From the Great Moderation to the Global Crisis: Exchange Market Pressure in the 2000s
39 Pages Posted: 12 Oct 2010
Date Written: October 2010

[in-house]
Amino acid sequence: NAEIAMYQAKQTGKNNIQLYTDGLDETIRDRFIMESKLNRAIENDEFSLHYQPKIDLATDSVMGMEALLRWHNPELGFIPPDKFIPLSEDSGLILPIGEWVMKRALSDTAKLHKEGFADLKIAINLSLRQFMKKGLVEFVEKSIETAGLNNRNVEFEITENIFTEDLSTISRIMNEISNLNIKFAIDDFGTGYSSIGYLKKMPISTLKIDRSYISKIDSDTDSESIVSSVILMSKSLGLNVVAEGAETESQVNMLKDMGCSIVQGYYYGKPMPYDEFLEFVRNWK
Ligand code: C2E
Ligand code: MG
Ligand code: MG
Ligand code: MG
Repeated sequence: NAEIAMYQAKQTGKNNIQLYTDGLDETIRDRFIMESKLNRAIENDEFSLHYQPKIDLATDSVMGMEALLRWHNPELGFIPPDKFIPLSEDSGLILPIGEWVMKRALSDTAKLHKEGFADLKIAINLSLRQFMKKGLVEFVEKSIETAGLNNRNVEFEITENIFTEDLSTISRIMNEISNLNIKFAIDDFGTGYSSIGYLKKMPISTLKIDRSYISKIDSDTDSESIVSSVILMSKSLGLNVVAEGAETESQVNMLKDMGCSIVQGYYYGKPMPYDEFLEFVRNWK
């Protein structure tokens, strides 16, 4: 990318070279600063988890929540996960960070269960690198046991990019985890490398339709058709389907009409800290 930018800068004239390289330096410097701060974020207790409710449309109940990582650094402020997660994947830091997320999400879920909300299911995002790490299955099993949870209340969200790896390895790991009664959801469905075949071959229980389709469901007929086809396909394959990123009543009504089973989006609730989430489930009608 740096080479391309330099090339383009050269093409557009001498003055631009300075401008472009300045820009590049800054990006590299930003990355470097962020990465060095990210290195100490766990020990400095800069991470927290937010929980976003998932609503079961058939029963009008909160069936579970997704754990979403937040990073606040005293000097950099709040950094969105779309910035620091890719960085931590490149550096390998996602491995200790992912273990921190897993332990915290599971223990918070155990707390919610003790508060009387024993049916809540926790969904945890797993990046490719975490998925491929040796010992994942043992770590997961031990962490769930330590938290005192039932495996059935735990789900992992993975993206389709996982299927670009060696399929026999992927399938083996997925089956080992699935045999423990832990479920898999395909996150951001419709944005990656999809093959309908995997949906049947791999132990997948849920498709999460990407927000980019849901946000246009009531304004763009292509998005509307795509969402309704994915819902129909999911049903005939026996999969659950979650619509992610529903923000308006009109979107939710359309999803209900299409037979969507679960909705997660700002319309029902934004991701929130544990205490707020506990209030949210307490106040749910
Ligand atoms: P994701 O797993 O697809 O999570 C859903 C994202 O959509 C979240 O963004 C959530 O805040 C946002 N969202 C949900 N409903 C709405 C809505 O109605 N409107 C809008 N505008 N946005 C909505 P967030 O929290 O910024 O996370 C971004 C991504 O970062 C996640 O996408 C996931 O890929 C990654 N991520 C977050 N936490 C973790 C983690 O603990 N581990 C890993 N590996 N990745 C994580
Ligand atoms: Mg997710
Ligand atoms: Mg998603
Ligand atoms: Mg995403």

This paper investigates the factors explaining exchange market pressures (EMP) and the hoarding and use of international reserves (IR) by emerging markets during the 2000s, as the Great Moderation turned to the 2008-9 global crisis and great recession. According to our results, both financial and trade factors played important roles, yet the relative magnitude of financial considerations dominated, both during the Great Moderation and during the crisis. The coefficient of gross short-term external debt quintuples during the onset of the crisis, and then gradually declines as we let the crisis window roll forward. Capital outflow (induced by global deleveraging) was the force behind the emerging markets EMP rise during the global financial crisis, with the emerging markets' stock markets themselves only playing a secondary role. In addition, emerging markets were greatly affected by the fall in commodity prices during the initial phase of the crisis, although the relative impact of trade factors remained virtually the same in magnitude during the financial crisis and the Great Moderation period that preceded it. We also study the association between several country-level indicators, as of 2007, and the EMP measure during the height of the crisis in 2008:Q4 in a cross sectional regression. We found that that richer EMs experienced greater EMP during the crisis. Greater FDI inflows prior to the crisis were associated with a lower crisis EMP, while greater portfolio debt inflows with a higher crisis EMP, and this effect is much larger than the mitigation effect associated with greater FDI inflows. We conclude with an analysis of the factors that account for the trade and financial exposure of emerging markets during the crisis, finding that pre-crisis financial and trade openness are significant predictors of the financial and trade shock during the crisis. The severity of the financial shock was further exacerbated by financial ties to the U.S., while the trade shock was more severe in EMs with a larger commodity export share.
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